Studies also show that faith communities provide a strong social support system, providing young people with more adult mentors to turn to if they have problems at school or at home.
Although Manning stopped being active in her family's nondenominational Christian community as a teenager, she recalls rituals like prayer and the people she met at church with fondness. When she became a mom, she worried it wasn't fair to deprive her daughter of those experiences.
"I didn't have the excuse of being ignorant about religion," she said, noting that her decision to introduce her daughter to a variety of faiths was an emotional one, rather than being inspired by her scholarly work.
Potential for conflict
None parents who believe it's important to expose their children to religion can go about it in a variety of ways, Manning said, noting that she tried many of the strategies herself.
Families might return to the faith community one or both parents grew up in, providing kids with a strong spiritual grounding. Or they might buy books and invent rituals at home. Additionally, parents could outsource their children's religious education, dropping them off at a Sunday school or Hebrew class.
What links all of these approaches is parents' desires to give their kids a choice, Manning noted.
"The surge in the none population is about individualism. It's about people saying, 'I want to define for myself what my spirituality is,'" she said. When members of this group become parents, "they want their children to be able to choose for themselves, too."
In conversations with the dozens of parents she interviewed for her book, Manning found that religiously unaffiliated parents are sometimes baffled when their kids thrive in faith communities. But they have to accept that giving kids a choice means they might make an unexpected one.
"Some parents really struggle with that," she said.
Differences in religious commitment between generations can be even more problematic for children, Shepperd said.
"Anytime you have a conflict of values between close people there could be a rift," whether the inconsistency involves politics, religion or eating habits, he said.
When people behave in a way that contradicts their core beliefs, they experience cognitive dissonance, or unpleasant mental distress. A similar phenomenon can occur when our loved ones reject our religious worldview, Shepperd noted.
"(Children) might conclude that they have to change their beliefs, change your beliefs or just decide not to talk about it, like with politics at the dinner table," he said.
Respect and integrity
Although both Miller and Manning acknowledged how difficult it can be for nones to raise religious children, they said open and honest communication can go a long way toward averting conflict.
Parents can describe their own religious doubt without crushing a child's blossoming spirituality, Miller said, noting that these discussions prepare children for the bumps in the road they might face over time.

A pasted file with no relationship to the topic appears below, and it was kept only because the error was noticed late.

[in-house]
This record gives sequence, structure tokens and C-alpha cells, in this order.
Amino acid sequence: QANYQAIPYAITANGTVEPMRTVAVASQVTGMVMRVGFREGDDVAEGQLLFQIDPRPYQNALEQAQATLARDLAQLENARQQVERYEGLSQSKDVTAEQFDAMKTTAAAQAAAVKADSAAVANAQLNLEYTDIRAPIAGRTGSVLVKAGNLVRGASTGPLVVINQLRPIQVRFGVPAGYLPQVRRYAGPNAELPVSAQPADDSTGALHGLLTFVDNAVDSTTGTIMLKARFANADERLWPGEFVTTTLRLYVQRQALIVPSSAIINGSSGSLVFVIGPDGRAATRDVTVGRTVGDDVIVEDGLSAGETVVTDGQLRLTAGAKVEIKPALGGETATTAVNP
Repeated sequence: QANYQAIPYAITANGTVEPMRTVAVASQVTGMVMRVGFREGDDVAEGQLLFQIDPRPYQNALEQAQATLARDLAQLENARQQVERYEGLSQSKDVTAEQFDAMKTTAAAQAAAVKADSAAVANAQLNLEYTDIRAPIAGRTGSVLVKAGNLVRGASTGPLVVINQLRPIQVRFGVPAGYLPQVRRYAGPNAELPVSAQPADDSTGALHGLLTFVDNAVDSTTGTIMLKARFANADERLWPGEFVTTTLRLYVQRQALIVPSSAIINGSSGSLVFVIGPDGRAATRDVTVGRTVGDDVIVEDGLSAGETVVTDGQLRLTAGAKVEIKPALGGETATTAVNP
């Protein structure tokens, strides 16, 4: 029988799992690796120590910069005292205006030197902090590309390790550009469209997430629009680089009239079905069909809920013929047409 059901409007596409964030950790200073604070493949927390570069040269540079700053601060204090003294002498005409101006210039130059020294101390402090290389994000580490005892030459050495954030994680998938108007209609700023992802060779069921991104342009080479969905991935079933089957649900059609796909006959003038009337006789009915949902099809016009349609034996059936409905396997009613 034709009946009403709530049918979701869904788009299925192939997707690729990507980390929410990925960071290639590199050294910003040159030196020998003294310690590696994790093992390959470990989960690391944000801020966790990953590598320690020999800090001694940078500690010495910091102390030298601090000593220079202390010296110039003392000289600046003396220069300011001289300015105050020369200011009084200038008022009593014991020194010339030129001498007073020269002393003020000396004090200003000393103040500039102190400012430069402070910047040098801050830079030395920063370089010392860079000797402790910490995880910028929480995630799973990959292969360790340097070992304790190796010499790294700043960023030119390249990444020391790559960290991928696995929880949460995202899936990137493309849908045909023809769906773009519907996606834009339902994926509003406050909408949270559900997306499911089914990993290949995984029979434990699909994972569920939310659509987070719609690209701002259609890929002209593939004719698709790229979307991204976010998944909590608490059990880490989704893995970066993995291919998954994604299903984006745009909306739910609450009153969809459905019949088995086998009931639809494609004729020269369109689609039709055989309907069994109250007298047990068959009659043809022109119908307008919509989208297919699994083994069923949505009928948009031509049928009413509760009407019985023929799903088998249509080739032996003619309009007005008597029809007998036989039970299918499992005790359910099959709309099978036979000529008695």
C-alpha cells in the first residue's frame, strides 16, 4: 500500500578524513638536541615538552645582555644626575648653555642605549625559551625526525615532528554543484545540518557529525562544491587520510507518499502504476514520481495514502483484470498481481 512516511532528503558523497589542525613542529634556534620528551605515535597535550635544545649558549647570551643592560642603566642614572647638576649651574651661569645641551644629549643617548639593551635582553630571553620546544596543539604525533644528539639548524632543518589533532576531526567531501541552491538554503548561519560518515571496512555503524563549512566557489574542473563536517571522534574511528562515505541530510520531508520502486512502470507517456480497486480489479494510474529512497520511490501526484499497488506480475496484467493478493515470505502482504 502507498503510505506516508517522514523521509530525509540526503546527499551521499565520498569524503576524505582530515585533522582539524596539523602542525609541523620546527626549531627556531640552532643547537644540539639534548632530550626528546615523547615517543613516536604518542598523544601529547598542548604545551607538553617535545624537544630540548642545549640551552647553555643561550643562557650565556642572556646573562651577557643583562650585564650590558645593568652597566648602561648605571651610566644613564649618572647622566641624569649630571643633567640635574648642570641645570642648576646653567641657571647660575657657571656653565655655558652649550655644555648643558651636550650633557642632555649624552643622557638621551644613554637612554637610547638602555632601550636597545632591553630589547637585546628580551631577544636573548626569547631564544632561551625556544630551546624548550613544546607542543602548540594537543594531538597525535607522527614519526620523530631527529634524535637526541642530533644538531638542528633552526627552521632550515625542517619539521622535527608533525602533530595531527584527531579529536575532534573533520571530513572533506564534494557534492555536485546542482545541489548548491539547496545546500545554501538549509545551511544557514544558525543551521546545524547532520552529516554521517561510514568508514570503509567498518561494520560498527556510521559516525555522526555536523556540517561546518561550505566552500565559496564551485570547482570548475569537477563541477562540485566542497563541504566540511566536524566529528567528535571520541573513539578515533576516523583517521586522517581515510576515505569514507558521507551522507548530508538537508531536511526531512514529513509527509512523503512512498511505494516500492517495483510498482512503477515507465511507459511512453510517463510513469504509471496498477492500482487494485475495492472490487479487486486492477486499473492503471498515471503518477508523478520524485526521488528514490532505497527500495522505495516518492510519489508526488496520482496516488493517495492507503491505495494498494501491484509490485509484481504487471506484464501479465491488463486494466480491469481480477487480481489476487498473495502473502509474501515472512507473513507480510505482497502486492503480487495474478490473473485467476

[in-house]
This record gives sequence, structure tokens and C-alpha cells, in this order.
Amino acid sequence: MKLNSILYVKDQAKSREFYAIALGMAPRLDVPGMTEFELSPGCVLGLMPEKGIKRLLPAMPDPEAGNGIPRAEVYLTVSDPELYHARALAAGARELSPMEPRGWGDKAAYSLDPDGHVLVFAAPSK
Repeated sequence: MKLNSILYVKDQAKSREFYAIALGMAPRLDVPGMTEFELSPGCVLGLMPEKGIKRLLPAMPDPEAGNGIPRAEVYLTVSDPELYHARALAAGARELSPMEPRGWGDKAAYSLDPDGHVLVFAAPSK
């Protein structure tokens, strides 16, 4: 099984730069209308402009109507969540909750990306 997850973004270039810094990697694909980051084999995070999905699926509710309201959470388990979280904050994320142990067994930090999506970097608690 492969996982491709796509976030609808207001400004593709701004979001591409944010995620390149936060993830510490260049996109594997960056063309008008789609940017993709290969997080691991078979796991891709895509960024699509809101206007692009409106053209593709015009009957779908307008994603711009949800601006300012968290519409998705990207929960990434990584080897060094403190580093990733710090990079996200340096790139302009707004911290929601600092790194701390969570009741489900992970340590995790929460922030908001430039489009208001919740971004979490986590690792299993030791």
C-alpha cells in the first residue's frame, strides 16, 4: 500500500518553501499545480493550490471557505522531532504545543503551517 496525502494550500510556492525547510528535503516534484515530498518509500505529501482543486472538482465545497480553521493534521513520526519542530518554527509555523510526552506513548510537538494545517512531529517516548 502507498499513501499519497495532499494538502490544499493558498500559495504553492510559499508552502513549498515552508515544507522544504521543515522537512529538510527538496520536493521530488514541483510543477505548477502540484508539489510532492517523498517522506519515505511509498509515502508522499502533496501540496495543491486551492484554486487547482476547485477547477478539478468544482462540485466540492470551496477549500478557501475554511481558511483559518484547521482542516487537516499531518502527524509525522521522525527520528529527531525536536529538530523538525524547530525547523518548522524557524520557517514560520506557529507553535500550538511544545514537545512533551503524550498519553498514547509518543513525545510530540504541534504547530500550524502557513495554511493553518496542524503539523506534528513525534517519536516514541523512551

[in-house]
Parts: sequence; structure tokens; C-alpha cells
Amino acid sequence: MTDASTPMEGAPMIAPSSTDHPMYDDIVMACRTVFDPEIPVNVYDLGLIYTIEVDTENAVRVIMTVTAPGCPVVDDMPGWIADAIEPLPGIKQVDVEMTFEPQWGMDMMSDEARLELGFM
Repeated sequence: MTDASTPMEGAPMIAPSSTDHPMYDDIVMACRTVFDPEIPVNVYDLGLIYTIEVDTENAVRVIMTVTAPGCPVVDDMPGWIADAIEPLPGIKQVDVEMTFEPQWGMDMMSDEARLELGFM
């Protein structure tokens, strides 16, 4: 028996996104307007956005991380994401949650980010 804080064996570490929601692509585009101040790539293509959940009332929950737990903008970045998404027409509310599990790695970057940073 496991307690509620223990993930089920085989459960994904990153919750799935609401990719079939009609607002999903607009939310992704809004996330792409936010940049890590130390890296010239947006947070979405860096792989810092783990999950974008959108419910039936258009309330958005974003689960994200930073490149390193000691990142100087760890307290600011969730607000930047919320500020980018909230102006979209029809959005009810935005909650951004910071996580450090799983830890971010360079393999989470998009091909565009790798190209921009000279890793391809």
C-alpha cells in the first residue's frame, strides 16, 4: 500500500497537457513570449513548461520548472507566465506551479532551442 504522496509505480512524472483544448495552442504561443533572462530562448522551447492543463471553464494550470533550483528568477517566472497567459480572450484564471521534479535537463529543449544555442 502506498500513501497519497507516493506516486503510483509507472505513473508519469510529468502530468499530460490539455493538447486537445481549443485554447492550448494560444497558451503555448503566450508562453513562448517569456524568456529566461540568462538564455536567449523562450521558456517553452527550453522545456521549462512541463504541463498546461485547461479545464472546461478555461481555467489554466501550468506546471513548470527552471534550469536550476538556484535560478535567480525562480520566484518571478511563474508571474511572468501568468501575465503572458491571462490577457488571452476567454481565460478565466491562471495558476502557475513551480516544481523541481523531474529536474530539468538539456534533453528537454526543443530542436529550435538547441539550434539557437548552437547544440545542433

"Transparency about your own spiritual life helps a child know that a spiritual life will have times of deepening of faith," as well as times of lessening, she said.
Manning also highlighted the value of transparency, explaining that as kids grow up it becomes harder and harder to disguise your true beliefs from them.
"Kids pick up on it really quickly when you're being fake," she said.
"Whether you're a person of faith or an atheist, it's a place you've come to through experience and reflection," Manning added. "It's who you are. You want to be honest with your child about who you are."
While writing her new book, Manning formally interviewed nearly 50 parents and had casual conversations with dozens more. She learned the value of respect and integrity, noting that these traits serve none parents well in their effort to give children a choice about their religious beliefs.
"Integrity involves coming to accept where you are now (with your faith)" and sharing this worldview with your child, she added. "Respect is also important, because you shouldn't put down the worldviews of other (more religious) people. Those other people could be grandma or the neighbor down the street."
Over time, Manning's formal efforts to spiritually nurture her daughter fizzled out. She wasn't happy with the community Sunday school program they tried, and it didn't feel right to set a time each week to sit and chat about faith.
So Manning settled on a less rigid approach, pushing herself to discuss religion whenever it comes up naturally in conversations.
"There are many opportunities to talk about religion with your child, even if you aren't religious yourself. You could be preparing for a trip to visit friends or relatives who attend church or read about an event in the news" that involves faith, she said.
"It's a great thing to talk about our beliefs when the opportunity comes up," she added, noting that adults, in addition to their kids, grow in the process.